posited rather that the NPT has been a success, witness the
fact that the number of weapons states is still fairly small,
despite the worried predictions of John F. Kennedy and others
that as many as thirty countries would some day have nuclear
arms. However, on a related point, Guerreiro said the GOB
believes it is critical that the NPT Revcon not inadvertently
give recognized weapons state status to non-treaty-party
countries with declared or suspected arms programs. This is
"a highly sensitive issue" for Brazil, South Africa and other
countries that have voluntarily renounced nuclear weapons
programs only to see others who have flouted
non-proliferation principles achieve de facto status
(bordering on acceptance) as military nuclear powers.

--PSI: Guerrerio called the Proliferation Security
Initiative a "fair exercise," but not one that Brazil had
studied in depth or considered joining until now. However,
Brazil will send a military observer to an upcoming PSI
exercise in Portugal, and may then look more carefully at the
possibility of participation.


ARTICLE 98:



5. (C) A/S Rademaker outlined USG motives for seeking Article
98 agreements to provide protection for American citizens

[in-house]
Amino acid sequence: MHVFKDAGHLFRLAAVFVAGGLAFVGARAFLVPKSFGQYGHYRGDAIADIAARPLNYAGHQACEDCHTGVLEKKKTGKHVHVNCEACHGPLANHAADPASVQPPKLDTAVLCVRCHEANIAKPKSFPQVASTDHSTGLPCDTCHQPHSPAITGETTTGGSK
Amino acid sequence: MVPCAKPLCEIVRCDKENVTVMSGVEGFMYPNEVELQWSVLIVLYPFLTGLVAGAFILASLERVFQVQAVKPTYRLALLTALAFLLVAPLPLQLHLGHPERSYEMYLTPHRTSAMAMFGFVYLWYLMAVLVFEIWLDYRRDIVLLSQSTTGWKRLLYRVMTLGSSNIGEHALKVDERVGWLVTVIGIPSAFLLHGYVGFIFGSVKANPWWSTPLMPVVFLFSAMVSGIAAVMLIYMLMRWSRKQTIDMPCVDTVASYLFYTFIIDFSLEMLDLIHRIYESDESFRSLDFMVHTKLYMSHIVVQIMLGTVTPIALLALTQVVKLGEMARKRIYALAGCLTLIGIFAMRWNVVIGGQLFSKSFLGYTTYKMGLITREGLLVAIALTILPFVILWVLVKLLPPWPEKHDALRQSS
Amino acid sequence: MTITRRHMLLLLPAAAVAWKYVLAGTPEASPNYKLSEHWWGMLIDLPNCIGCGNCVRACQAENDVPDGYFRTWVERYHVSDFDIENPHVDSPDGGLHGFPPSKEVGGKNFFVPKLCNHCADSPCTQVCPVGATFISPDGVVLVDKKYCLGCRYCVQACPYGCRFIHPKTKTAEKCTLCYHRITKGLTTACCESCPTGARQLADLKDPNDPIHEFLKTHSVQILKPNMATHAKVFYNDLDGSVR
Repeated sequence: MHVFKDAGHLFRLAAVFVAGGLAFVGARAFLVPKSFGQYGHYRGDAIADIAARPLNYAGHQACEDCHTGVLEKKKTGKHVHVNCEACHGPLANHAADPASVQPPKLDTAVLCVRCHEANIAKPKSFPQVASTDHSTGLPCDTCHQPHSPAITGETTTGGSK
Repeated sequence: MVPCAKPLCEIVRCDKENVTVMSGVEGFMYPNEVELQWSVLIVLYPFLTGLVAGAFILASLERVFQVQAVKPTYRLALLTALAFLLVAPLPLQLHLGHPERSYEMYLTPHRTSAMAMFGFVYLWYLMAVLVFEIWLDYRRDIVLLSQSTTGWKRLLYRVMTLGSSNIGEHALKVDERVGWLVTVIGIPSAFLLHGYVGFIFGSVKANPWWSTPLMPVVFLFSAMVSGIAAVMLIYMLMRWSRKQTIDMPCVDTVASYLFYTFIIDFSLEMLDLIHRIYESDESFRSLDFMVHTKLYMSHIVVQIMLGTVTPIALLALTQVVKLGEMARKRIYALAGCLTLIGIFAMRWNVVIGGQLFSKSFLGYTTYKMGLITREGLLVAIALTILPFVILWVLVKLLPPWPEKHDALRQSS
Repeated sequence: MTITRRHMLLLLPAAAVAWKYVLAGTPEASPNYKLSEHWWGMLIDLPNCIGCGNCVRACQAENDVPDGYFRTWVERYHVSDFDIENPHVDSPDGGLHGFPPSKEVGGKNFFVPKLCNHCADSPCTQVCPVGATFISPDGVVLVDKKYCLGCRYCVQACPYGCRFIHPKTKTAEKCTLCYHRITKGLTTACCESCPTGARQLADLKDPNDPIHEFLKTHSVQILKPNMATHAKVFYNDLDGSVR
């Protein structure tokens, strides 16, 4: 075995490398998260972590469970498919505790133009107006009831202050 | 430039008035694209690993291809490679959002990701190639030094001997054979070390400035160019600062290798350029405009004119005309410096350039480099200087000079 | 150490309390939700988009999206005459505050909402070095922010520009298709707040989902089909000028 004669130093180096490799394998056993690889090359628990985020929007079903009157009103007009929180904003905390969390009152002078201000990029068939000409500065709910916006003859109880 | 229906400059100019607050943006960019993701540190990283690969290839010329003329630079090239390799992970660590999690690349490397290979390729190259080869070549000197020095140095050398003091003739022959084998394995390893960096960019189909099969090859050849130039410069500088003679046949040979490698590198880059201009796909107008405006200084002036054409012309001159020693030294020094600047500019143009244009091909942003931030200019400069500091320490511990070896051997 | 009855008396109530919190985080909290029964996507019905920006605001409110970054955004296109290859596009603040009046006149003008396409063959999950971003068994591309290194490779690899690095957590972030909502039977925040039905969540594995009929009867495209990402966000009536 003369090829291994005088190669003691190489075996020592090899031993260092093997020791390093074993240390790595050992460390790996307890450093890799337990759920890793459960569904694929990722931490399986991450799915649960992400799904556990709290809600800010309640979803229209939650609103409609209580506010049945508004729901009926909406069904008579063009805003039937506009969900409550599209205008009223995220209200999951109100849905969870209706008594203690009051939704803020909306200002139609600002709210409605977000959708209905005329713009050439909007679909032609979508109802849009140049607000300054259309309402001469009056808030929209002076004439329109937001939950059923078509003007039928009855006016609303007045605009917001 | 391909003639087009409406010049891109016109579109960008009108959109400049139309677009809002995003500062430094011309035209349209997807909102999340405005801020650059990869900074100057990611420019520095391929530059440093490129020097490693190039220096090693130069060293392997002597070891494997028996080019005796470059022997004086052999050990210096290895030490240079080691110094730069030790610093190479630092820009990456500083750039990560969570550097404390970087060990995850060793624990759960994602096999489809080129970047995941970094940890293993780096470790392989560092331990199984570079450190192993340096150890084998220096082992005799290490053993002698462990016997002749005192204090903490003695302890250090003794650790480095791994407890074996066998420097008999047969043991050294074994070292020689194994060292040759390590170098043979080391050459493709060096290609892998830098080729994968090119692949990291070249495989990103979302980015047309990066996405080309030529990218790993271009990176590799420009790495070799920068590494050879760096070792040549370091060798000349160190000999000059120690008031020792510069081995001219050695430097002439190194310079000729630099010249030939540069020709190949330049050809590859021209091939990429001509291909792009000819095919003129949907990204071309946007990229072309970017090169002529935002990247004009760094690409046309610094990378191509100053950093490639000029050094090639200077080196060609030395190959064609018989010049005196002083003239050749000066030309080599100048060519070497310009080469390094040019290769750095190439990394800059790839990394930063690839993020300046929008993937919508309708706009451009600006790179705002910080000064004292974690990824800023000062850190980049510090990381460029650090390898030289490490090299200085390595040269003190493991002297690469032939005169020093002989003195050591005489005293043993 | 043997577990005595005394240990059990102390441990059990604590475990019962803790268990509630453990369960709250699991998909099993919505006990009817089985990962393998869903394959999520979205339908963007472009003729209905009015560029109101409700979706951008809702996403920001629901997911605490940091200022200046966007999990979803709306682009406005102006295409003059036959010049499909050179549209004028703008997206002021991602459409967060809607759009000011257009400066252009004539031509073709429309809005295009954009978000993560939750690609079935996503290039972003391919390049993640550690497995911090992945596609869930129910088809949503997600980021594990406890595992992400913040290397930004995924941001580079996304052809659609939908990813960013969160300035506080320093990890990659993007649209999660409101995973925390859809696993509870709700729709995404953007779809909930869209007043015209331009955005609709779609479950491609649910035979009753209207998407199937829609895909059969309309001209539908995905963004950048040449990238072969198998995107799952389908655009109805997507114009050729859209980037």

from extradition to face trial at the International Criminal
Court. He explained how U.S. national experience with
independent prosecutors had left negative views in American
society about unaccountable prosecutors with broad mandates,
and related fears that Americans -- given the U.S. leadership
role in international affairs -- could be frequent targets
for specious and politically-driven indictments. The U.S.
wants to find a way to be a "good neighbor" to the ICC,
perhaps in time able to offer some degree support that
approximates the critical legal, technical and investigative
assistance offered by the USG to the ICTY and ICTR over the
years. But that can only come about if the U.S. has a
"comfort level" with the direction and activities undertaken
by the court, and if U.S. personnel are protected by Article
98 agreements with a wide range of states.



6. (C) Guerreiro politely but unequivocally stated that
Brazil would not sign an Article 98 agreement with the U.S.,
and views the idea as a "non-starter." Brazil is a strong
supporter of the ICC and believes the necessary checks and
balances are in place to deter the kinds of concerns outlined
by A/S Rademaker. Brazil remains convinced that it is better
to have a permanent criminal court than ad hoc tribunals.
Noting the abstention by Brazil on 31 March on the UN
resolution that indicated the ICC for accountability and
investigations into the Sudan-Darfur atrocity allegations,
but with special protections carved out at U.S. insistence,
Guerreiro said FM Amorim himself had issued instructions for
abstention and considered a resolution with special
protections from ICC authorities to be a "dangerous
precedent."



7. (C) Comment. A/S Rademaker's visit provided a valuable
opportunity to consult at a senior level with the GOB on a
wide range of issues. Guerreiro's comments on likely
Brazilian adherence to the Additional Protocol this year and
support for the AP as a condition of supply at the May Revcon
are encouraging. Less promising was Guerreiro's categorical
rejection of discussing an Article 98 agreement with the U.S.



8. (U) The Assistant Secretary cleared this cable.
DANILOVICH